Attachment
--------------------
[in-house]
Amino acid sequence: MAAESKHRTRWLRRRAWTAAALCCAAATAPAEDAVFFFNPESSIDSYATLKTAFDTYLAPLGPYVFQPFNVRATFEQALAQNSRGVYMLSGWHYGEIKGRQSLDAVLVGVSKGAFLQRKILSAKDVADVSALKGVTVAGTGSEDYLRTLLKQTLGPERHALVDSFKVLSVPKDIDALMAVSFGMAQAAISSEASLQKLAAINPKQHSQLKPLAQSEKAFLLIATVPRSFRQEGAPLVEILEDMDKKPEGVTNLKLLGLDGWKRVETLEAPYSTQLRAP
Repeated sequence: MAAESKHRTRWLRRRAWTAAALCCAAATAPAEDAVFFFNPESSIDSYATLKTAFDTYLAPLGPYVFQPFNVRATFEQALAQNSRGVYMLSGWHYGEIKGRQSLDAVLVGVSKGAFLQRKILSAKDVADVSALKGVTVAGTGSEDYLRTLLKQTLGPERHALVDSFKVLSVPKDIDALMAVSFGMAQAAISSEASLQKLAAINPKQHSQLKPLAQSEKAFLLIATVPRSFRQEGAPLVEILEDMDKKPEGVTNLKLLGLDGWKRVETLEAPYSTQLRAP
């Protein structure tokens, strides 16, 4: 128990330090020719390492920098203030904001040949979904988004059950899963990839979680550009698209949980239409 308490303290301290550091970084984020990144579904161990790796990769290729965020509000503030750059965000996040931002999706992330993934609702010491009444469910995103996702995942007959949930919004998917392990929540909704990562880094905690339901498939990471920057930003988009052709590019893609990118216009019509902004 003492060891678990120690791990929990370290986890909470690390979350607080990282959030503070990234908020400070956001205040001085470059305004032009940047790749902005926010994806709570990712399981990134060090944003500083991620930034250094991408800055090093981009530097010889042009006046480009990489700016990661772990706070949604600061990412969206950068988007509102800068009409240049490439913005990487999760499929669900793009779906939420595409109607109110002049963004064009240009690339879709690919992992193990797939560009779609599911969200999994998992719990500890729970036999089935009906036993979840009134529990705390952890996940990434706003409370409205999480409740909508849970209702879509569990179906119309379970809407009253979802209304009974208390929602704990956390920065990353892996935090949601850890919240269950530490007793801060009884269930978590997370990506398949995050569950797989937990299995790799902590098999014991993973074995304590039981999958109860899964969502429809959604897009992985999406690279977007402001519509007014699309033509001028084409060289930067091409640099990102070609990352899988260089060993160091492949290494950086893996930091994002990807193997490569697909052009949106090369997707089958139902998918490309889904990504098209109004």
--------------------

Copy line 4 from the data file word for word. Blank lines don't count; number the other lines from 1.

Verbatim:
């Protein structure tokens, strides 16, 4: 128990330090020719390492920098203030904001040949979904988004059950899963990839979680550009698209949980239409 308490303290301290550091970084984020990144579904161990790796990769290729965020509000503030750059965000996040931002999706992330993934609702010491009444469910995103996702995942007959949930919004998917392990929540909704990562880094905690339901498939990471920057930003988009052709590019893609990118216009019509902004 003492060891678990120690791990929990370290986890909470690390979350607080990282959030503070990234908020400070956001205040001085470059305004032009940047790749902005926010994806709570990712399981990134060090944003500083991620930034250094991408800055090093981009530097010889042009006046480009990489700016990661772990706070949604600061990412969206950068988007509102800068009409240049490439913005990487999760499929669900793009779906939420595409109607109110002049963004064009240009690339879709690919992992193990797939560009779609599911969200999994998992719990500890729970036999089935009906036993979840009134529990705390952890996940990434706003409370409205999480409740909508849970209702879509569990179906119309379970809407009253979802209304009974208390929602704990956390920065990353892996935090949601850890919240269950530490007793801060009884269930978590997370990506398949995050569950797989937990299995790799902590098999014991993973074995304590039981999958109860899964969502429809959604897009992985999406690279977007402001519509007014699309033509001028084409060289930067091409640099990102070609990352899988260089060993160091492949290494950086893996930091994002990807193997490569697909052009949106090369997707089958139902998918490309889904990504098209109004």